Families of those wrongly convicted are not delusional. We would not still be fighting … over twenty years of fighting … because we’re too thick headed to believe someone we love is guilty. There are too many of us who know something went terribly wrong with the investigation into the death of Thomas Monfils. It’s not just one family. It’s not just two families. Six entire family units have been fighting to expose and to right what happened to all of us. And all six families remain committed after all these years. Can anyone still believe that each of us is out of our mind?

Year after year of watching our men in pain. Year after year as their children grew to graduate high school and college, have families of their own and children of their own. Year after year of Wisconsin Court officials turning their backs to the truth. So many of us, from different backgrounds, different histories and different experiences … still here and still fighting. It would be so much easier to just move on. To let go and accept that this is a fate that cannot be changed would be a less heartbreaking road to follow. And yet … we fight. Still.

It’s uncomfortable – talking to reporters from both television and print media. None of us work in that field. None of us are accustomed to standing out in the crowd. We’re everyday people with all the normal problems everyone has. To top that off, we’ve been fighting for the release of men who were convicted of murder. Murder! Though wrongly convicted in a case riddled with horrendous acts that go completely against the ideals set forth for our judicial system … convicted none the less. It can still cut deep when assumptions are made about what drives us to continue on – when our motives are shaved down to nothing more than pure lunacy and grief. To be judged in full public view is a hard thing to go through and the ugliness of some coming with all fangs bared and dripping with hate is something that makes me cringe. And yet … we fight. Still.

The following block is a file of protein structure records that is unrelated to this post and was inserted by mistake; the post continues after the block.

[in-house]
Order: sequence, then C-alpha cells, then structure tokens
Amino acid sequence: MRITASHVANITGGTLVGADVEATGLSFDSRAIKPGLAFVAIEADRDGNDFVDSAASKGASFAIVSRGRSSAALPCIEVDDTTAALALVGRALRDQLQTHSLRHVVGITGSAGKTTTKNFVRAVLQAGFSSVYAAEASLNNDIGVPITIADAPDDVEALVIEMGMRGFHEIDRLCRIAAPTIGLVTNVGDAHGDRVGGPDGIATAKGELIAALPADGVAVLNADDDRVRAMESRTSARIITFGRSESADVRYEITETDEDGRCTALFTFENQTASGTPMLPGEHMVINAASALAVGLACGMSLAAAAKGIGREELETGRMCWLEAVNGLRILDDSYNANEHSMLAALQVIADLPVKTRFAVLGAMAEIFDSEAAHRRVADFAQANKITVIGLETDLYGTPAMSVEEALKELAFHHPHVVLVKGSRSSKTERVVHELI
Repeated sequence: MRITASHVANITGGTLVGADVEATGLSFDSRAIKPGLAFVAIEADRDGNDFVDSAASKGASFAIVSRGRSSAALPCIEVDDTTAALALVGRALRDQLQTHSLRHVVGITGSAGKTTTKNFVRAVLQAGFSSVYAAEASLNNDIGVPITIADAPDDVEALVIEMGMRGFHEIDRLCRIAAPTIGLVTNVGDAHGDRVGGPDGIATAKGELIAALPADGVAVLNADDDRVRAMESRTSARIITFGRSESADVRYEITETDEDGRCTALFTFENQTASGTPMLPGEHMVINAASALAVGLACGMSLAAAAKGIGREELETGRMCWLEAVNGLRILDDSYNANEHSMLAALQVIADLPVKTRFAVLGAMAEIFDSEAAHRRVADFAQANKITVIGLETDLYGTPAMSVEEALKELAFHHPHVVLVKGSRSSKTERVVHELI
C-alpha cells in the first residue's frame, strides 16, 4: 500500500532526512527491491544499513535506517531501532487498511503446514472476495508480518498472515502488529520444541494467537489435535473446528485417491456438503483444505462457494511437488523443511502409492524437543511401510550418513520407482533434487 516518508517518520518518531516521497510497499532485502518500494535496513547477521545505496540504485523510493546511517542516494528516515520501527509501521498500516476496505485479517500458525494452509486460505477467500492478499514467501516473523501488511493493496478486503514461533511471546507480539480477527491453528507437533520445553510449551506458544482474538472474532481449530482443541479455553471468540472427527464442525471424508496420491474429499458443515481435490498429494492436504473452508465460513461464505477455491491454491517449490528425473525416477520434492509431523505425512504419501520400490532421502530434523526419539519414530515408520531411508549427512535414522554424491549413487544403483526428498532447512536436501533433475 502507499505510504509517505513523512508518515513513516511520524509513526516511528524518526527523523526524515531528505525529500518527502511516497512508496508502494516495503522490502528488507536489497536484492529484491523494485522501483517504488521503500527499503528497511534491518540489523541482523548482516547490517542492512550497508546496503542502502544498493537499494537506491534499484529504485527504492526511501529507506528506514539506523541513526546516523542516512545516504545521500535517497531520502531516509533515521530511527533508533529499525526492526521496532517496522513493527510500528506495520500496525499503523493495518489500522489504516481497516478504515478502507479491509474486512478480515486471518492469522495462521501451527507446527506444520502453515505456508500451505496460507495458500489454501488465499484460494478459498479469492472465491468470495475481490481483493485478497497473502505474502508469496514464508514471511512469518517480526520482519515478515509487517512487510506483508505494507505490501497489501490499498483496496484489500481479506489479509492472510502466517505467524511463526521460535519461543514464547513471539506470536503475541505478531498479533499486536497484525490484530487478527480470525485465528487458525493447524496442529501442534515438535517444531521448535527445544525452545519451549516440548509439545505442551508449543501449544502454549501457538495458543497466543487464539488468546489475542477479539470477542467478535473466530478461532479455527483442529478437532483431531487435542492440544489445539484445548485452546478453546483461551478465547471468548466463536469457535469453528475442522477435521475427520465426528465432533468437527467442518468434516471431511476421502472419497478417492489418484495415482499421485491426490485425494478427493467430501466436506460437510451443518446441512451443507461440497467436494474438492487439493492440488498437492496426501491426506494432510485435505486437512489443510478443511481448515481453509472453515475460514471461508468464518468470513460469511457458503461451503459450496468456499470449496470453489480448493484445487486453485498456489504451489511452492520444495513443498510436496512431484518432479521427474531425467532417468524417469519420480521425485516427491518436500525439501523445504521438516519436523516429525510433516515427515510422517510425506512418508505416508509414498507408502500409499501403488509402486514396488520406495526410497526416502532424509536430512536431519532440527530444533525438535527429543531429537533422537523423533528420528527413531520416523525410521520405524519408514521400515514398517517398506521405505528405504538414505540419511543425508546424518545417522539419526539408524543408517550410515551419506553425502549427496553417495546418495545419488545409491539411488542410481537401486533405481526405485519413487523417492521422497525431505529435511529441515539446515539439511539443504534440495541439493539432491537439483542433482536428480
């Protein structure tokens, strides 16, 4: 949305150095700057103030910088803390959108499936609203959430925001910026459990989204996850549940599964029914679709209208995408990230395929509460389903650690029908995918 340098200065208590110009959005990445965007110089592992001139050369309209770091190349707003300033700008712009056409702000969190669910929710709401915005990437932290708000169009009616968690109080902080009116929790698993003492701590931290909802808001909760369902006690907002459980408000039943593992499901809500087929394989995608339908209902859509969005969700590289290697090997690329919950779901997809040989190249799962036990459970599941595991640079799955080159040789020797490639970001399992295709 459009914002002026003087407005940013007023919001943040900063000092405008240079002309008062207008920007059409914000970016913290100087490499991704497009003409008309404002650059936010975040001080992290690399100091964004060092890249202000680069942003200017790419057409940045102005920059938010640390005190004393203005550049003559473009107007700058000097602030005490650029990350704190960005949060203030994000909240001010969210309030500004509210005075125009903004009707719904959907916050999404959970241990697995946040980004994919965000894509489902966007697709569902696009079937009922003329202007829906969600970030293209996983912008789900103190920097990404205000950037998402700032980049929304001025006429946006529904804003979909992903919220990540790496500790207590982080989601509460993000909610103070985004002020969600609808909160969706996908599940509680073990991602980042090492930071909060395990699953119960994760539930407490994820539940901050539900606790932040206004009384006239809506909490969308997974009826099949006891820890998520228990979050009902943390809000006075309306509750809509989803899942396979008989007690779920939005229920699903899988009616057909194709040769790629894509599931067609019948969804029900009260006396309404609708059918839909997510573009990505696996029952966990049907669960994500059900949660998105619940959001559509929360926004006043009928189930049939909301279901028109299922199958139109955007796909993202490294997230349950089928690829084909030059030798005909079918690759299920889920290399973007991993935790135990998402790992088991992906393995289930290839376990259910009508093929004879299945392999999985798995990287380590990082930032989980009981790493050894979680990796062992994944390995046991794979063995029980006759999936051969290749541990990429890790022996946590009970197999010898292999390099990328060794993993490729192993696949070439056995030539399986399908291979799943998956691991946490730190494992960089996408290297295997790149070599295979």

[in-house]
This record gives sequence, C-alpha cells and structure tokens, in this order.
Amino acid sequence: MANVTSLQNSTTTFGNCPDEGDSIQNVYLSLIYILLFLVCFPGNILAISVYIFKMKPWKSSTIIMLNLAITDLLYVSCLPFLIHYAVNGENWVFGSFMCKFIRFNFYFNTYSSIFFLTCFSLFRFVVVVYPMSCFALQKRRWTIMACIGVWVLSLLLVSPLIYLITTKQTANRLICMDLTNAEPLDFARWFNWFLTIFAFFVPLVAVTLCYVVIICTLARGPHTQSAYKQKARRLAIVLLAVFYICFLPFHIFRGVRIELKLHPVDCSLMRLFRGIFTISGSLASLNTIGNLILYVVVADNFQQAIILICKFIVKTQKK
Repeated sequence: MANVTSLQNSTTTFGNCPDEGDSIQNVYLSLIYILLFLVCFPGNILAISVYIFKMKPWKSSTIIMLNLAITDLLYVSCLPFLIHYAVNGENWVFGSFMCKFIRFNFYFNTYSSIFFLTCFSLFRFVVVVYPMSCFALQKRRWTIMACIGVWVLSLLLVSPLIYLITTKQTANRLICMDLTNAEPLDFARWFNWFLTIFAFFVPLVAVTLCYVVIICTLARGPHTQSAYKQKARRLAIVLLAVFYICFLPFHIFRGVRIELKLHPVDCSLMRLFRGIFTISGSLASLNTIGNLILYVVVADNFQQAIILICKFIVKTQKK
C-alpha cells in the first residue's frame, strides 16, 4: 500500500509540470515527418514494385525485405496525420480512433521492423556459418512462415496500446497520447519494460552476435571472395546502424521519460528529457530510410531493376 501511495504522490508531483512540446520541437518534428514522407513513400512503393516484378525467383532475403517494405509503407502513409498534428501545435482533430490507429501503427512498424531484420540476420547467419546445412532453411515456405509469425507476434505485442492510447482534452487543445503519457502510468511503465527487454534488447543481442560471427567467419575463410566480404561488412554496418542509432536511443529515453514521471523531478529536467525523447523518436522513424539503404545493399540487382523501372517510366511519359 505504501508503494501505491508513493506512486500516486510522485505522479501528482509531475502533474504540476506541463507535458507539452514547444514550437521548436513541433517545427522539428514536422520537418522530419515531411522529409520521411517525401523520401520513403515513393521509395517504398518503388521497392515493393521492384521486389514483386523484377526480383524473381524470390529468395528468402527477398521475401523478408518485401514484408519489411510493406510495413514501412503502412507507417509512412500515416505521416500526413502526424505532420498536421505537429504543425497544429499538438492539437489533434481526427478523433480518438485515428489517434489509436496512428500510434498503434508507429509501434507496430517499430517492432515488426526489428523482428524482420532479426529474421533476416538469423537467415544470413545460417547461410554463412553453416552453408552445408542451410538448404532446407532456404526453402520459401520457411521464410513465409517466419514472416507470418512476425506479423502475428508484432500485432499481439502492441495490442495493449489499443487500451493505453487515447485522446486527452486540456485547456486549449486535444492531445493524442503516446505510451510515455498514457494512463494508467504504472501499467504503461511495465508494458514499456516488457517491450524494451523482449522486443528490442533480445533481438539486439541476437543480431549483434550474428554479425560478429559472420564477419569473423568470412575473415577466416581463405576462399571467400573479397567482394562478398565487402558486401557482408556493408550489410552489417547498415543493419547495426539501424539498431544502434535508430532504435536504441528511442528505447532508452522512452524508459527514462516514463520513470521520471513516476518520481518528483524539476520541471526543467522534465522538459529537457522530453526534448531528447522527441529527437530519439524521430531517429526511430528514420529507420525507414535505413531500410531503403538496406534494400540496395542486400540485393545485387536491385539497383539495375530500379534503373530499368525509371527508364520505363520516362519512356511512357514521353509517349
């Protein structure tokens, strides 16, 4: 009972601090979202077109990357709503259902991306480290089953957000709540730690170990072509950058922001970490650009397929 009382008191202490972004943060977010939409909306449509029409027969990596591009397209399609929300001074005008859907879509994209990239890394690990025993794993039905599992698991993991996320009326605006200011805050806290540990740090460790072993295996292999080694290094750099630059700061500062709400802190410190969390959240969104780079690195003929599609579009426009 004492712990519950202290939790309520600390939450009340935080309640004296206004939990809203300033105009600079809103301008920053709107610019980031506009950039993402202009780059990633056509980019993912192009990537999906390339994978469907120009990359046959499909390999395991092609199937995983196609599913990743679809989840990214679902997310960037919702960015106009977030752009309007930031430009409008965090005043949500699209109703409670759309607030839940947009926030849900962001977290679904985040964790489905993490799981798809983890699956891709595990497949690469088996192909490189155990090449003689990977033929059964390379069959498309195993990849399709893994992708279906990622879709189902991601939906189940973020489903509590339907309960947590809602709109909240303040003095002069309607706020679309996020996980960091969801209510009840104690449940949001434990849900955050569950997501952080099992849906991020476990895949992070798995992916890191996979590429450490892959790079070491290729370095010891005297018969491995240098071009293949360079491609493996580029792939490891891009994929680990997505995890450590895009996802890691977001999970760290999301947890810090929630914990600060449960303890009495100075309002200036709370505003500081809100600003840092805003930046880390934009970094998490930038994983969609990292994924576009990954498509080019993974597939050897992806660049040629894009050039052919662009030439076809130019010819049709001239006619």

It’s been a long road and there is a long road ahead. Looking back, I see the monstrous valleys and paths riddled with boulders – I see the flooded gateways and pitted glaciers covering the earth. All these things that seemed insurmountable … unclimbable … unpassable. And yet, here we are … all those things behind us.

Our numbers have grown and continue to do so. With the book, The Monfils Conspiracy, The Conviction of Six Innocent Men by Denis Gullickson and John Gaie, and the merciful presence of Joan Treppa, a Citizen Advocate who adopted our plight as her own, our supporters reach out, to us and for us, more and more with each passing week. Outrage has finally begun to break through the disbelief and the voices of our men are finally reaching the hearts and ears of the masses.

In the months ahead, Truth will be our banner once again. It will be raised higher than ever imagined and ring louder than corrupt ears will be able to bear. With a new year comes renewed hope. And with Hope, all things are possible.

 

Joan Van Houten

Joan Van Houten is the step-daughter of Michael Johnson, one of six men wrongly convicted in the death of Thomas Monfils, detailed in the book; The Monfils Conspiracy, The Conviction of Six Innocent Men written by Denis Gullickson and John Gaie. Instrumental in bringing her step-father’s plight of innocence to the attention of renowned attorney, Lawrence Marshall, who took on the fight pro-bono, she continues the work of bringing awareness of the six wrongful convictions to light.

 

Links to more information on the book and this case:

Click here for all the latest news and video footage in The Monfils case.

The Voice of Innocence is a FaceBook page Joan VH and I jointly maintain.